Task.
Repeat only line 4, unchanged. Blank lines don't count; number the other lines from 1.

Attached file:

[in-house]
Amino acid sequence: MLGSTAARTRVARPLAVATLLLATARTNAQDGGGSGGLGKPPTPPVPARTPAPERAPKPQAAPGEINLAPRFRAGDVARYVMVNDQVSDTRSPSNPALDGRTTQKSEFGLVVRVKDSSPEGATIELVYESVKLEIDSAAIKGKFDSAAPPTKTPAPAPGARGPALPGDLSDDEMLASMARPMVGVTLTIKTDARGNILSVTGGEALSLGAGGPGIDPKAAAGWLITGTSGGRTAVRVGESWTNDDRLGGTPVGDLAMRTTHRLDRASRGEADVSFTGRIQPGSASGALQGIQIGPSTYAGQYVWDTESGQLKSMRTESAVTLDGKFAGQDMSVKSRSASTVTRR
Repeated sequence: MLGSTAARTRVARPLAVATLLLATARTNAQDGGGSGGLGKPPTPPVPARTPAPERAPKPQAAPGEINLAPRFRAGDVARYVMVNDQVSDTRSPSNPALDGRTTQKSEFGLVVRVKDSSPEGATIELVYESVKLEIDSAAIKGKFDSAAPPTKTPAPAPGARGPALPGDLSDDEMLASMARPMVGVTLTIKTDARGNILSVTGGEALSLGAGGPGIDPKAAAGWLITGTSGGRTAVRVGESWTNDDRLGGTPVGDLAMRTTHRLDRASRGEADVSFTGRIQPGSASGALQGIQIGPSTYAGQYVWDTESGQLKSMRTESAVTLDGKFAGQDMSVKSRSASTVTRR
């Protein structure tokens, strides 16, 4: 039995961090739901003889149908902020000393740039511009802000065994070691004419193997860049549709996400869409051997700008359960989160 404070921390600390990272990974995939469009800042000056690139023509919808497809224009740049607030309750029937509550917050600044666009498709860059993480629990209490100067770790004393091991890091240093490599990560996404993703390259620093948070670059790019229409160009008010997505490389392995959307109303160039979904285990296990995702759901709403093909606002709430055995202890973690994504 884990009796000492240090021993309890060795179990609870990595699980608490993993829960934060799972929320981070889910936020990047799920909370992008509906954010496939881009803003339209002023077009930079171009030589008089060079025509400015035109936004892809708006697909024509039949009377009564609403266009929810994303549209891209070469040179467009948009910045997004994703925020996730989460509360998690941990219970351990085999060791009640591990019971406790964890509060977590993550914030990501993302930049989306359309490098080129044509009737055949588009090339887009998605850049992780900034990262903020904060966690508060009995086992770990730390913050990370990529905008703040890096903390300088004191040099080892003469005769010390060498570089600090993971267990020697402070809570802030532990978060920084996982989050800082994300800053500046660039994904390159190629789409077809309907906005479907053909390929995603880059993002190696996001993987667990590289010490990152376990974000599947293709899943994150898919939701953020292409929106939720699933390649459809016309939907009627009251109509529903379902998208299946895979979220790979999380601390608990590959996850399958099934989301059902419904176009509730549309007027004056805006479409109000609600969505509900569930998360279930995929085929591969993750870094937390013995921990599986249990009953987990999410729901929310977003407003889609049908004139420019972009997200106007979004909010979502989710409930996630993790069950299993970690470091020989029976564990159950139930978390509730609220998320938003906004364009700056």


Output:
């Protein structure tokens, strides 16, 4: 039995961090739901003889149908902020000393740039511009802000065994070691004419193997860049549709996400869409051997700008359960989160 404070921390600390990272990974995939469009800042000056690139023509919808497809224009740049607030309750029937509550917050600044666009498709860059993480629990209490100067770790004393091991890091240093490599990560996404993703390259620093948070670059790019229409160009008010997505490389392995959307109303160039979904285990296990995702759901709403093909606002709430055995202890973690994504 884990009796000492240090021993309890060795179990609870990595699980608490993993829960934060799972929320981070889910936020990047799920909370992008509906954010496939881009803003339209002023077009930079171009030589008089060079025509400015035109936004892809708006697909024509039949009377009564609403266009929810994303549209891209070469040179467009948009910045997004994703925020996730989460509360998690941990219970351990085999060791009640591990019971406790964890509060977590993550914030990501993302930049989306359309490098080129044509009737055949588009090339887009998605850049992780900034990262903020904060966690508060009995086992770990730390913050990370990529905008703040890096903390300088004191040099080892003469005769010390060498570089600090993971267990020697402070809570802030532990978060920084996982989050800082994300800053500046660039994904390159190629789409077809309907906005479907053909390929995603880059993002190696996001993987667990590289010490990152376990974000599947293709899943994150898919939701953020292409929106939720699933390649459809016309939907009627009251109509529903379902998208299946895979979220790979999380601390608990590959996850399958099934989301059902419904176009509730549309007027004056805006479409109000609600969505509900569930998360279930995929085929591969993750870094937390013995921990599986249990009953987990999410729901929310977003407003889609049908004139420019972009997200106007979004909010979502989710409930996630993790069950299993970690470091020989029976564990159950139930978390509730609220998320938003906004364009700056």